Ideally, it seems that what you’d like your husband to do is to take a firm stand with his daughter, set boundaries, expect accountability, treat both kids the same way and be willing to endure her reactions in the name of teaching her the “real world rules” of responsibility. Ideally, she would rise to the occasion, after an initial gripe and begin to help out around the house, implement her school plans, begin to save and become a helpful, happy, responsible young woman who is a joy to be around. Wouldn’t that be amazing if that all happened? Wow!!!
Well, sadly, the chances of that happening, just because you want it to (and even if it’s the right thing) are very, very low. This reality can be hard to accept so most of us try to convince our DH’s to see the logic and reason of our requests. If this hasn’t worked after the first few attempts, we still keep trying, mostly because we don’t know what else to do. Again, sadly it usually creates more stress in the marriage and less action from the DH. Does any of this sound familiar? I know I’ve been here, done that and fumed over it while suffering a disconnection from my DH. So, how about a different plan?
Some things to think about:
1. Why do people change? This may be helpful to consider right now. People usually change for 1 of 2 reasons. They change to seek pleasure or to avoid pain or both. Therefore to have a better chance to encourage people to change their behaviors, it’s helpful to know this so you can create a situation that motivates them to CHOOSE to change. Choice is a key factor in your situation, in my opinion.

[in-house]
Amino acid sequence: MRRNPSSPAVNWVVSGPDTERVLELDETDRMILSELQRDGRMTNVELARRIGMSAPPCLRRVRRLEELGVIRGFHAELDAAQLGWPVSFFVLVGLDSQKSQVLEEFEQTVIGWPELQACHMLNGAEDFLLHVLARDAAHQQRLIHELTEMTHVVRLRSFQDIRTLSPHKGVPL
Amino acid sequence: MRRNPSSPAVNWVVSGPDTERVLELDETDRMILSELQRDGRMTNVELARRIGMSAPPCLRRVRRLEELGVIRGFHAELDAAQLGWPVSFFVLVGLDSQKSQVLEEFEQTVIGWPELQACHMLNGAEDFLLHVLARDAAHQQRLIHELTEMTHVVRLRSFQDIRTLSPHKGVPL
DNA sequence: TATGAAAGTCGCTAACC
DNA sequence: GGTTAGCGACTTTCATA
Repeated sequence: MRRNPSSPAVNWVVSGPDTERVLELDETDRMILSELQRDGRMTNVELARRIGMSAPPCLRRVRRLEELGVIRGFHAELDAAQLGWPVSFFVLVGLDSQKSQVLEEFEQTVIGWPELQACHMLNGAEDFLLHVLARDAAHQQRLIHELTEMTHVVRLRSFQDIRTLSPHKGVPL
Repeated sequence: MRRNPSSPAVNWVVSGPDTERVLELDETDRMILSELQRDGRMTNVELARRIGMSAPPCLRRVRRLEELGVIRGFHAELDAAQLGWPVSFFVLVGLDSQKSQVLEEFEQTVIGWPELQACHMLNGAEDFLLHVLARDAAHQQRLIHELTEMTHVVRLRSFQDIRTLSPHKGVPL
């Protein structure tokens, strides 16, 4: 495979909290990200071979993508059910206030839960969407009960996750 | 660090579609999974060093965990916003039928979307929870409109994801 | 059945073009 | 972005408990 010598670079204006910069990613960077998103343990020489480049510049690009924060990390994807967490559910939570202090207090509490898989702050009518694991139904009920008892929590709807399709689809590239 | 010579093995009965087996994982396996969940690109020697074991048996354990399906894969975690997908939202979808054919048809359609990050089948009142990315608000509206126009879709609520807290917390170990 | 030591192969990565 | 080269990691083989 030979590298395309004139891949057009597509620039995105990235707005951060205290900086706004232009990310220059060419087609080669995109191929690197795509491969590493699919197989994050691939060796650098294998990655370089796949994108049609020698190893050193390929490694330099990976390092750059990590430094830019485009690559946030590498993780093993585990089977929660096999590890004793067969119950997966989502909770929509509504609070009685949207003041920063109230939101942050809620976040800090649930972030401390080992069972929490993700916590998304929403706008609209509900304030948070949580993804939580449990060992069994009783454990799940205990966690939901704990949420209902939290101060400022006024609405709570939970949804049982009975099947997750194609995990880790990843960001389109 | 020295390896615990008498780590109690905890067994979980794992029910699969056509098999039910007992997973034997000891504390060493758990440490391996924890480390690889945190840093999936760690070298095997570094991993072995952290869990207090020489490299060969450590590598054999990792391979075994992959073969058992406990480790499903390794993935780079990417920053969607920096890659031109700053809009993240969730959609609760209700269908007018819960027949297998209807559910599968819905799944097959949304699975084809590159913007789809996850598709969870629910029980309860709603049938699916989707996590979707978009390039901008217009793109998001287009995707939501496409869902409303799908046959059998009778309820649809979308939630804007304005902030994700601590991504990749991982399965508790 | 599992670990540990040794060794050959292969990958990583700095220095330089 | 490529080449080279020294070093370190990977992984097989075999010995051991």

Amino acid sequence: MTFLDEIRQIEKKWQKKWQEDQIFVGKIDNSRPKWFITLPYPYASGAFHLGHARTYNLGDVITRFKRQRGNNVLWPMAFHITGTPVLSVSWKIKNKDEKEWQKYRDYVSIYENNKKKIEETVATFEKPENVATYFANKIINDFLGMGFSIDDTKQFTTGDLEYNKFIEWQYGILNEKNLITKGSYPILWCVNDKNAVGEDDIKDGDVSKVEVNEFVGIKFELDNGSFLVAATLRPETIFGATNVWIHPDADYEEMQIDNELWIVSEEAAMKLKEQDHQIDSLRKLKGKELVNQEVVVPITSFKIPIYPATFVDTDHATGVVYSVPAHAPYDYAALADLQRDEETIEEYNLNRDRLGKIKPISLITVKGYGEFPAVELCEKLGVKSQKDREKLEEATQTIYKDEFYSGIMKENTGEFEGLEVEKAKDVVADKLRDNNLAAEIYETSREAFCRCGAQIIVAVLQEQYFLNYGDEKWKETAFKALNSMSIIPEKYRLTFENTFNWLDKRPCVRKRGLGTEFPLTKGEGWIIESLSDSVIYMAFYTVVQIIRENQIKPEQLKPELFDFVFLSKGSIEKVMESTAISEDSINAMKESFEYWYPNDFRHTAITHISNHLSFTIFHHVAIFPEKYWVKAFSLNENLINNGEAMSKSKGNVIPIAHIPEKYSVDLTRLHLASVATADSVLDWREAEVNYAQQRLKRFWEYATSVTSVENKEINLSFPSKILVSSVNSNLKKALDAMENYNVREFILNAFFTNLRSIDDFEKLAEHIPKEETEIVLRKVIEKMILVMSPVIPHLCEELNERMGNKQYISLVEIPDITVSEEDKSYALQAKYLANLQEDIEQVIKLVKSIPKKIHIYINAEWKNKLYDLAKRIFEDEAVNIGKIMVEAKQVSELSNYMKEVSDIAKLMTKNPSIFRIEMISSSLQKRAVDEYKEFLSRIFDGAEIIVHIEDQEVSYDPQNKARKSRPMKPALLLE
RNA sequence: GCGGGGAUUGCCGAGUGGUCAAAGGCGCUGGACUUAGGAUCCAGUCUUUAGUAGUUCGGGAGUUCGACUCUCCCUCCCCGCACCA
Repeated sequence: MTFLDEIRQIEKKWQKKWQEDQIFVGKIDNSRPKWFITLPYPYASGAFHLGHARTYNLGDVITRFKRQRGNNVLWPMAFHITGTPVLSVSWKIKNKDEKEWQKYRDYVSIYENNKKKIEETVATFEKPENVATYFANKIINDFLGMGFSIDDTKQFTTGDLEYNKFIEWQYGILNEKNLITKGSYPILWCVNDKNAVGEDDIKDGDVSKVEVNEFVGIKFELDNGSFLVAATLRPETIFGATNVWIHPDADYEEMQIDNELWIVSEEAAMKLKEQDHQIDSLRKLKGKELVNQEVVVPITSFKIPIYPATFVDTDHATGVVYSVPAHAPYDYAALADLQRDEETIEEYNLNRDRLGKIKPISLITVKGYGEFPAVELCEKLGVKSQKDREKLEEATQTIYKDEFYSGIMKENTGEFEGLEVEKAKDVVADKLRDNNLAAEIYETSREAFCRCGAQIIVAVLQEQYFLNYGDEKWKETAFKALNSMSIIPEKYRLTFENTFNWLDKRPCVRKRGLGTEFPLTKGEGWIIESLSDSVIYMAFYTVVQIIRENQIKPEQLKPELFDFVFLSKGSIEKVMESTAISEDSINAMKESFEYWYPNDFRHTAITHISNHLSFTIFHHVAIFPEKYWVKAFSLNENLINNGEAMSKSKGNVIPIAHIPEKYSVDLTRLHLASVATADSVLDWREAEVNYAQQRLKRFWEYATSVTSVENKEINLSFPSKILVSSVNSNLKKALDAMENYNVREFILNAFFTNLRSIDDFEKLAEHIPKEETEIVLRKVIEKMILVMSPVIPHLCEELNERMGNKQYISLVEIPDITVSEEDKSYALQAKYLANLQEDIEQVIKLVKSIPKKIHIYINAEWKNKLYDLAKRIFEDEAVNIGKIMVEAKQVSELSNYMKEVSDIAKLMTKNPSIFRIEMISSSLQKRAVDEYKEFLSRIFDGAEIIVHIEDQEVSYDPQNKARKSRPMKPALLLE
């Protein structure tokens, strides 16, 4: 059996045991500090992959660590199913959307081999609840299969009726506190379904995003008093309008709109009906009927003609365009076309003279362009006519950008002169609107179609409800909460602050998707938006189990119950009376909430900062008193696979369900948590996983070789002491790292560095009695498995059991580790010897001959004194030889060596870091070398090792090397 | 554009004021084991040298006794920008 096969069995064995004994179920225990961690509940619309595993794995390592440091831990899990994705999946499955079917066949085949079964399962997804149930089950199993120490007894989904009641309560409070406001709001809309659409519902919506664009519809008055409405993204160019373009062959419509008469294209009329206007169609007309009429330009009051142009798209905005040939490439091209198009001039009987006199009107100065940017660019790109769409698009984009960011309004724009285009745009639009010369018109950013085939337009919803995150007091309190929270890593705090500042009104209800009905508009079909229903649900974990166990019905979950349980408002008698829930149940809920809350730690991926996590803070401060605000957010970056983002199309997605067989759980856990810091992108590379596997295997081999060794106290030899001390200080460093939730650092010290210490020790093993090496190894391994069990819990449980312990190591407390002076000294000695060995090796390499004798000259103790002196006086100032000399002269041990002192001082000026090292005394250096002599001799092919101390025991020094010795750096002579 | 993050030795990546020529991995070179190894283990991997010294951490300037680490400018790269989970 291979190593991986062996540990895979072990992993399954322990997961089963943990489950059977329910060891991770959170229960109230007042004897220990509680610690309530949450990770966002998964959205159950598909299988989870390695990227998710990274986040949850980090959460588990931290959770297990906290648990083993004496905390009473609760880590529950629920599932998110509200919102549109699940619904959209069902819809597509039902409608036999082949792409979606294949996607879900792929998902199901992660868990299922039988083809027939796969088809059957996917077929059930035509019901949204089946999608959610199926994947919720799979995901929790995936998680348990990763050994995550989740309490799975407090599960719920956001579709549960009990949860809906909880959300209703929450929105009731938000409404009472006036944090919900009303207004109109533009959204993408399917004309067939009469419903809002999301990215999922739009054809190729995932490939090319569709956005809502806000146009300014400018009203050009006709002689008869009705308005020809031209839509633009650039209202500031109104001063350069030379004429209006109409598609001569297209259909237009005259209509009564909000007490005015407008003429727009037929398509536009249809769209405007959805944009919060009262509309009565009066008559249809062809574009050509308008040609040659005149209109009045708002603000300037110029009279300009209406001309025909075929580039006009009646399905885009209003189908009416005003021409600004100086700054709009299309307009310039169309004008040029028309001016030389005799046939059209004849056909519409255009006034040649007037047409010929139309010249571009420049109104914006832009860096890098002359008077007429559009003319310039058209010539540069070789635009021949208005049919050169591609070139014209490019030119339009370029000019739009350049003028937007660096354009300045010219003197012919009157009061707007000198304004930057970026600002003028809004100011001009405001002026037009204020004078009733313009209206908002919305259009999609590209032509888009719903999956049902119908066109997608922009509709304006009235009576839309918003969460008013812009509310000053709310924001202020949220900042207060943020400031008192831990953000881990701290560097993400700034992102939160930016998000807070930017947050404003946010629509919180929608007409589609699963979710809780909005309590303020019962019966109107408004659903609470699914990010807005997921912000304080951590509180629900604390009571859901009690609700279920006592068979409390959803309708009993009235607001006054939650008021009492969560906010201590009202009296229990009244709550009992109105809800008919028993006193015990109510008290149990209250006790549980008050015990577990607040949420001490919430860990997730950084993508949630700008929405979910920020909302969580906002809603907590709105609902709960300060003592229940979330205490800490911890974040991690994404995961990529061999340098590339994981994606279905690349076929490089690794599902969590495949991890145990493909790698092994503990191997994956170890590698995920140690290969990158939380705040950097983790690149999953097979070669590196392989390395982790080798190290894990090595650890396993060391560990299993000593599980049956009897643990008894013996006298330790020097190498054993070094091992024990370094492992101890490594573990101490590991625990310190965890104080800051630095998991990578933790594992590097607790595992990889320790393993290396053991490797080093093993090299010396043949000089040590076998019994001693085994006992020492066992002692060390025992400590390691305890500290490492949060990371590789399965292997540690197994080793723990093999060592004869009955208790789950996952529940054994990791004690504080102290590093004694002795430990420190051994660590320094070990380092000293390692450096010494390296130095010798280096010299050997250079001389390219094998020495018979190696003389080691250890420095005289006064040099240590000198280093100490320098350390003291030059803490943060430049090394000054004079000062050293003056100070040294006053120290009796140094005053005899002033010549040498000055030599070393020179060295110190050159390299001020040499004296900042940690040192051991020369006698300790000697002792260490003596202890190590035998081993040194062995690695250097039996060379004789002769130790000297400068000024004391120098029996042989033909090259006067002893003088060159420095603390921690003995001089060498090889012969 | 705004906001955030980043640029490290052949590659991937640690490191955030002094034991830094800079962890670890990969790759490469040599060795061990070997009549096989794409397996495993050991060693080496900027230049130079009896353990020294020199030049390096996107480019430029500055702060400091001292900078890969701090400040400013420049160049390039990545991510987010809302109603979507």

Right now, from what you’ve said, there’s really no reason for her to change her behavior. Can you see that? She’s not reading your minds. She’s not aware of any incentive to change or motivation to grow. There’s no pain in what’s she’s doing and right now, there’s no pleasure she’s seeking.
I understand that your DH wants to teach her something, yet if he were here, I’d ask him, “How is she supposed to learn anything with the situation as it is? Why and how do you expect more time to result in a change?” This tactic of waiting is usually an avoidance strategy because the person (your FH in this case) doesn’t know what else to do-given the situation as he sees it now. More than likely he feels trapped and when trapped people do 1 of 2 things, they withdrawal further or they thrash and and try more wildly. Make sense?
I’d also ask your DH, what can you do to give her motivation (pleasurable and painful) to change so she can choose responsibility? Being able to feel like they have a choice is very, very important to SD, teens, young adults because they feel like they have no choice in so many other things in their lives. What prize can he offer her for good behavior? What does she want, that she would effort for?
If you ask your DH this, maybe some things will come to mind. Things HE can implement in this situation. Example: if you’re going to live here rent free, then you’re going to have to do a few chores to help out. DO these chores and no rent payment. Choose to do no chores and there will be a $XXX/month payment due. (Perhaps the dollar amount can be the fee for a monthly cleaning service to come into your home and clean. Maybe you put the money away and give it to her when/if she moves out-DH’s often like this kind of thing.) Giving her choices (all of which need to be AOK with you both) gives her the ability to decide, to choose, to feel she has a say in what happens to her. I bet there are many, choices you could give her-would your husband be open to that?